27. Mimi

    When I made this yesterday (and I’ll be making it again tomorrow ) I added 1 teaspoon of sugar. In case anyone is interested :)
    And as I didn’t have a chili, I added 1 squirt of sriracha sauce.
    Sorry, Deb, for tampering with your recipe. ..

  28. Hannah

    After reading your post about Madhur Jeffrey, I promptly checked out “Vegetarian India” from our public library. Also, made this soup last night and it was nearly mindblowing. The splash of lime juice and cream at the end was perfect. Thanks for two great recommendations! Looking forward to more home cooked Indian food in the weeks ahead.

  29. Lesley Sterling

    This looks delicious! I will be making it for lunch today, minus the fresh chili because I don’t have one in my fridge.

    I recently discovered that a spoonful of Marmite (half the crowd is cheering, the other half are disgusted, lol!) stirred into water-based soup gives it that extra umami kick. I often use Better Than Bouillon chicken or beef concentrate from Costco, which contains yeast extract, so I decided to try plain yeast extract when I ran out and it worked great. Have you ever used Marmite (or Vegemite, or Bovril), or is this a Canadian (British, Aussie, NZ) thing?

  30. clairedunham

    This looks perfect, I will be making it for dinner. Yes yes yes.

    What is this yellow half bowl half dutch oven crock-ish dish you’re using to make it in? I sort of love it.

  31. e_mac

    I made this last night and it was absolutely delicious. It was easy to prepare. It’s going on my list for this winter’s soup swap. Thanks, Deb, for another wonderful recipe.

  32. Molly

    Instead of peeling tomatoes with a peeler as pictured, if you dunk tomatoes in boiling water for 15 seconds or so, the skins just slip right off.

  33. Megan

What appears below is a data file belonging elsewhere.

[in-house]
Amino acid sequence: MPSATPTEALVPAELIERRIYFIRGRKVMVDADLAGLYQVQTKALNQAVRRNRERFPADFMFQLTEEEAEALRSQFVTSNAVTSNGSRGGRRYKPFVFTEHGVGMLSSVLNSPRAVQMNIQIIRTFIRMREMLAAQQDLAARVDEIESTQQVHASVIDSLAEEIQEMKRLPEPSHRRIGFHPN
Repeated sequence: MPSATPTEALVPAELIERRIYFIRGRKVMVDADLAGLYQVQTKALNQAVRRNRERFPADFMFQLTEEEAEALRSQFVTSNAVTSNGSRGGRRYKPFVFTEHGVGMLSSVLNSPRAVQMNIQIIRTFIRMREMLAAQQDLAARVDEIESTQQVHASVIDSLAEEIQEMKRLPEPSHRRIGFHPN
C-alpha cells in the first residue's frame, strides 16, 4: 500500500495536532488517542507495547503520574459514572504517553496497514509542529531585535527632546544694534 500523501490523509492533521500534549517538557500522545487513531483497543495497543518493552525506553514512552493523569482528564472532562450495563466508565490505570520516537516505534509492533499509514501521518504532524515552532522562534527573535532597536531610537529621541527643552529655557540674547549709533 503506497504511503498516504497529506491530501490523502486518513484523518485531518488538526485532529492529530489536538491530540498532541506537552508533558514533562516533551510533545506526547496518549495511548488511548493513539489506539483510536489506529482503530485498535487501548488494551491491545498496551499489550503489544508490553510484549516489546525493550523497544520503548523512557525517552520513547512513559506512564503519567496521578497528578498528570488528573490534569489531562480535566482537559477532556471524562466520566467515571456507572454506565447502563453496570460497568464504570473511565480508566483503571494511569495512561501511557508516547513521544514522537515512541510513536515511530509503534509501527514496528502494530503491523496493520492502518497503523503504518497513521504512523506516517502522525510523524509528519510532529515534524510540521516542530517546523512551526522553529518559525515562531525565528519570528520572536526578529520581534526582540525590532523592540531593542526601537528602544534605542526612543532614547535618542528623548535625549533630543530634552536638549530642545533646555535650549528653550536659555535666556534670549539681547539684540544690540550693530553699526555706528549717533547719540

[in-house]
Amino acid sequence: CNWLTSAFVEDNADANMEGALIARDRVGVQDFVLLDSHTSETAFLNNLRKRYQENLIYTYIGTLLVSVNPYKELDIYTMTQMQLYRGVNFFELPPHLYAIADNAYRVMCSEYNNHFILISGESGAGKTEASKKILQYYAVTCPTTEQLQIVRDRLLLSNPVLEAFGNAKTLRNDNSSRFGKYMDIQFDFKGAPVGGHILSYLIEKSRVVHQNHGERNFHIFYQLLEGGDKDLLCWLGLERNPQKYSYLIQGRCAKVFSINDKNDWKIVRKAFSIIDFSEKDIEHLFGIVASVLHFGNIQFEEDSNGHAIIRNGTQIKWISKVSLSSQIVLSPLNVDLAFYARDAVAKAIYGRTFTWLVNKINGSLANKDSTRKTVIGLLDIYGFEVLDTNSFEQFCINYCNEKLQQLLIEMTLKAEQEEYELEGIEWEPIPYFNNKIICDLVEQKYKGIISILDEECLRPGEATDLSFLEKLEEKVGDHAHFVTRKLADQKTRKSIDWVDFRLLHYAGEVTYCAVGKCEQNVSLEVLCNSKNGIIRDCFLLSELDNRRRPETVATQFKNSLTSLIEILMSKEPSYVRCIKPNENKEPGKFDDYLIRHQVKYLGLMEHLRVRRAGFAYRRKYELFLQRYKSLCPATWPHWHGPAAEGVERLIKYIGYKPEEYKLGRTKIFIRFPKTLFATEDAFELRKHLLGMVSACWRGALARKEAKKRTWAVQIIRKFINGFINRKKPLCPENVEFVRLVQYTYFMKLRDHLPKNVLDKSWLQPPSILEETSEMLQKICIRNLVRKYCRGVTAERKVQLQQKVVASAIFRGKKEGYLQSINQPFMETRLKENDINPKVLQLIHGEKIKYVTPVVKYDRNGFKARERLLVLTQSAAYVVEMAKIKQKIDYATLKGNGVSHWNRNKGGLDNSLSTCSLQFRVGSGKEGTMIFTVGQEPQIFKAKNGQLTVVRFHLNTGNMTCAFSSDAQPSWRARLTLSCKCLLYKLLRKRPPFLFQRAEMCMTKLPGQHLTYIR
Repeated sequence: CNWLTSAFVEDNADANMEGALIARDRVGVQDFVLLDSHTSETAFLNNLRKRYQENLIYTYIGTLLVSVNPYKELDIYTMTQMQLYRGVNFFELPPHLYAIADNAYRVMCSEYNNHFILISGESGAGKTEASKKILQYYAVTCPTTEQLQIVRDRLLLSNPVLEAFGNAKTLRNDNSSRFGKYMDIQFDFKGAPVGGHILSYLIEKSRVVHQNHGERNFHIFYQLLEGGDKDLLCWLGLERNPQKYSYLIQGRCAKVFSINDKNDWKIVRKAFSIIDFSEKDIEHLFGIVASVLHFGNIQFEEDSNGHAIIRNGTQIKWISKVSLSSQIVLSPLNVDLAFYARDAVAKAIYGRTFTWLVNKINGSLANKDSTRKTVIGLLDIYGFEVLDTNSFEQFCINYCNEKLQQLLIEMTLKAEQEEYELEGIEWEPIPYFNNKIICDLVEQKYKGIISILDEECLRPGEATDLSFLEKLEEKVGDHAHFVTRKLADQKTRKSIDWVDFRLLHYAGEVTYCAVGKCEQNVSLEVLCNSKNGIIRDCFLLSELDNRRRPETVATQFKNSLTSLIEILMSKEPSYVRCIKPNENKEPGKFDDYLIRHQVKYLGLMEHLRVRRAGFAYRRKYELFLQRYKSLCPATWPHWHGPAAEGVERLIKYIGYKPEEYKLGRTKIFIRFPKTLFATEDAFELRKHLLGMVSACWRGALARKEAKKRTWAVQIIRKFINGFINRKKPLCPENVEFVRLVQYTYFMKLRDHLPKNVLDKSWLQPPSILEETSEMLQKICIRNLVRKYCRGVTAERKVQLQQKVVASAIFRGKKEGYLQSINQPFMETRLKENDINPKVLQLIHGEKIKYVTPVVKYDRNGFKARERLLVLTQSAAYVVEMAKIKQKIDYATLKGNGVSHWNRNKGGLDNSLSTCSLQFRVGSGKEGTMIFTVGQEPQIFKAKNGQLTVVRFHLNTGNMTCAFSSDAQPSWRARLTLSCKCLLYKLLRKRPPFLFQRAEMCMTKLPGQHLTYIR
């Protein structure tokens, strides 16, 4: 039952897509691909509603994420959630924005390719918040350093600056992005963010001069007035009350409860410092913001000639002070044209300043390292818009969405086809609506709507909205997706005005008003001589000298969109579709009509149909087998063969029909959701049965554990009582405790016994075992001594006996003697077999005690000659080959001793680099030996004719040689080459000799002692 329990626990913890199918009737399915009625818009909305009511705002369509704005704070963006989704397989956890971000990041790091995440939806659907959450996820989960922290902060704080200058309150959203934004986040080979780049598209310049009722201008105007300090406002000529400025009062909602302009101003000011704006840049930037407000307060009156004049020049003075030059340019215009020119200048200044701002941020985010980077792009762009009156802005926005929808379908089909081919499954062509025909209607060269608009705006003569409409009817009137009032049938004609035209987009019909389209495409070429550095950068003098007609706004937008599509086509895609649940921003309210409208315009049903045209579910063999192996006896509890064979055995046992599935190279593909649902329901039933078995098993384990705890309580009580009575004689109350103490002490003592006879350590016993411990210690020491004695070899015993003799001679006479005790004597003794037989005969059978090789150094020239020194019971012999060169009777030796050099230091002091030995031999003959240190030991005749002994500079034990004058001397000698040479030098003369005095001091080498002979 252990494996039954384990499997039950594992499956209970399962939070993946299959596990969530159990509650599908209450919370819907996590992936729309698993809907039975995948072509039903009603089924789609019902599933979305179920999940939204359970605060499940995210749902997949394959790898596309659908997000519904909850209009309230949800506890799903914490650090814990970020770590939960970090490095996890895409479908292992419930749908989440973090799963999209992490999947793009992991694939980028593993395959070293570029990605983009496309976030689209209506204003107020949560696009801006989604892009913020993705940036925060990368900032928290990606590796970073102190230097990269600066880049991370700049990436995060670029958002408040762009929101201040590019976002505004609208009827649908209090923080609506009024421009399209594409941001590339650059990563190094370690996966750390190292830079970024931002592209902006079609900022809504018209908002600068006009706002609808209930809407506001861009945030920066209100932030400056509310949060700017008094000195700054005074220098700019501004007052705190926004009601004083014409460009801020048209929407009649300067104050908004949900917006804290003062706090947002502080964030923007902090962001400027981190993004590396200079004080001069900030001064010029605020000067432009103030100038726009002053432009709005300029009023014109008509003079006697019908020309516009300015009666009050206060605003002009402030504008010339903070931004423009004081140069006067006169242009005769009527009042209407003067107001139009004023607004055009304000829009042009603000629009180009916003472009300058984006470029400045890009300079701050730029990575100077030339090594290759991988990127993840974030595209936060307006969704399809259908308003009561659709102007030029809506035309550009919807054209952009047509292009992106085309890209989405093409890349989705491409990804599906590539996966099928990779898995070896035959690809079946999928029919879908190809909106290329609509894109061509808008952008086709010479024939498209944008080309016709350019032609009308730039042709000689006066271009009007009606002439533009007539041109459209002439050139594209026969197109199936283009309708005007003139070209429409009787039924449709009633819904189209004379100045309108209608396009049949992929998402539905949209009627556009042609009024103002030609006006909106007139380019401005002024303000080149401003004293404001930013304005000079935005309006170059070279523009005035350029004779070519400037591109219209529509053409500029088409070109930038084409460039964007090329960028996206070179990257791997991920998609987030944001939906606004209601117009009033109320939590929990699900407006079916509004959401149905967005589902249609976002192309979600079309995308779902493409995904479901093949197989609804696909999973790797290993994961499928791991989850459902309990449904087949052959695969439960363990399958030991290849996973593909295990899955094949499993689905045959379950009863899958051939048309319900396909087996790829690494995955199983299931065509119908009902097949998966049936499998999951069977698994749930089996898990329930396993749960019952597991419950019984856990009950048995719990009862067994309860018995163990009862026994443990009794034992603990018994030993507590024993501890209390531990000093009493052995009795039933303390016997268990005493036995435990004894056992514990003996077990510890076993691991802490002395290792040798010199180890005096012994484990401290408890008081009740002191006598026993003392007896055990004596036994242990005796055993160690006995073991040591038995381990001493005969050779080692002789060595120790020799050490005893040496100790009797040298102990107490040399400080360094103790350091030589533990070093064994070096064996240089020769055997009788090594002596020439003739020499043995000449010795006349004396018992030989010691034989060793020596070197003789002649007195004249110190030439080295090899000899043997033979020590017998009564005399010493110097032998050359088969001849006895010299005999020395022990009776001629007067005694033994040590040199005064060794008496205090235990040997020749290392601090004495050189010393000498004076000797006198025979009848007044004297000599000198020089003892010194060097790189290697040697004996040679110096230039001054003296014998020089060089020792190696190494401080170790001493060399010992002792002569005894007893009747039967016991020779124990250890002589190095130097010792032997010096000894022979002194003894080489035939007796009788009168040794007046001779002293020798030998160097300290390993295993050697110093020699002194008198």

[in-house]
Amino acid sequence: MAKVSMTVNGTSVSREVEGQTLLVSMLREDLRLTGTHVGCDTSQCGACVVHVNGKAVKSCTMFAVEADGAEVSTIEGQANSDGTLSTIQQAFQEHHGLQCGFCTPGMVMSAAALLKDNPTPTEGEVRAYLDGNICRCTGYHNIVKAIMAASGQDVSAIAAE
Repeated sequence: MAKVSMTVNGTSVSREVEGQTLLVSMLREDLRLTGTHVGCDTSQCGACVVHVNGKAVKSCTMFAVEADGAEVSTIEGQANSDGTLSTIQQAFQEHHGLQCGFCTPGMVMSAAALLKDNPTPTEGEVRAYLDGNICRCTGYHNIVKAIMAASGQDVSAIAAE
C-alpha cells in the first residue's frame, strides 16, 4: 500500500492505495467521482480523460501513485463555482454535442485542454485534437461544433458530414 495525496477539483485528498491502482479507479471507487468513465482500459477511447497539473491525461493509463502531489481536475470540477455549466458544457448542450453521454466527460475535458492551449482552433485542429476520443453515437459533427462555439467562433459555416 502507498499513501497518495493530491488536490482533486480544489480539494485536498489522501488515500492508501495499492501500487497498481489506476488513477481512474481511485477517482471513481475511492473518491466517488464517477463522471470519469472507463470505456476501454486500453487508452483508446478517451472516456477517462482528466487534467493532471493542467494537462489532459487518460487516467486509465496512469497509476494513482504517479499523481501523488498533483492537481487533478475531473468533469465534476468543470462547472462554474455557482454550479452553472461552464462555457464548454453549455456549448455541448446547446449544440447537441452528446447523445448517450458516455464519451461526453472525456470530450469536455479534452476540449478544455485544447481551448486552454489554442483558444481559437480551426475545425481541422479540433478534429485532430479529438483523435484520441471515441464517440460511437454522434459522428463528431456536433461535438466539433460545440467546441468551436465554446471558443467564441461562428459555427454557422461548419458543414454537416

I made this tonight and will eagerly make it again. I thought the recipe was very forgiving as it worked out well with the adjustments I had to make (my ground coriander was running out, my tumeric has gone completely missing–but I added a teaspoon of hot curry powder to help boost the spices). I also left the skins on my tomatoes because I am far too lazy to peel them.

    I made a batch and a half, and with the help of my two teenage sons, we nearly emptied the pan (one big serving remains). Maybe I’ll plan ahead and have pita or at least a side salad to serve with it next time!

    But the best part was that neither kid complained that the soup lacked meat. In fact, when I asked if they would prefer it with chicken next time, they said it was perfect without it.

    Like a few other posters, we aren’t big fans of cauliflower, but there is so much gorgeous flavor in this soup that even this bland vegetable ends up tasty!

  34. mira

    Made this tonight. Took your suggestion and doubled it, and I’m so glad to throw a big bag in the freezer. I didn’t have limes, so I made a last minute trip to the store, which was so worth it because, you’re right. It makes the soup. I think next time I’ll reduce the water to 3 cups, as it was a little broth-ier (is that a word??) than I would have preferred. Overall, a fantastic fall soup. Thank you!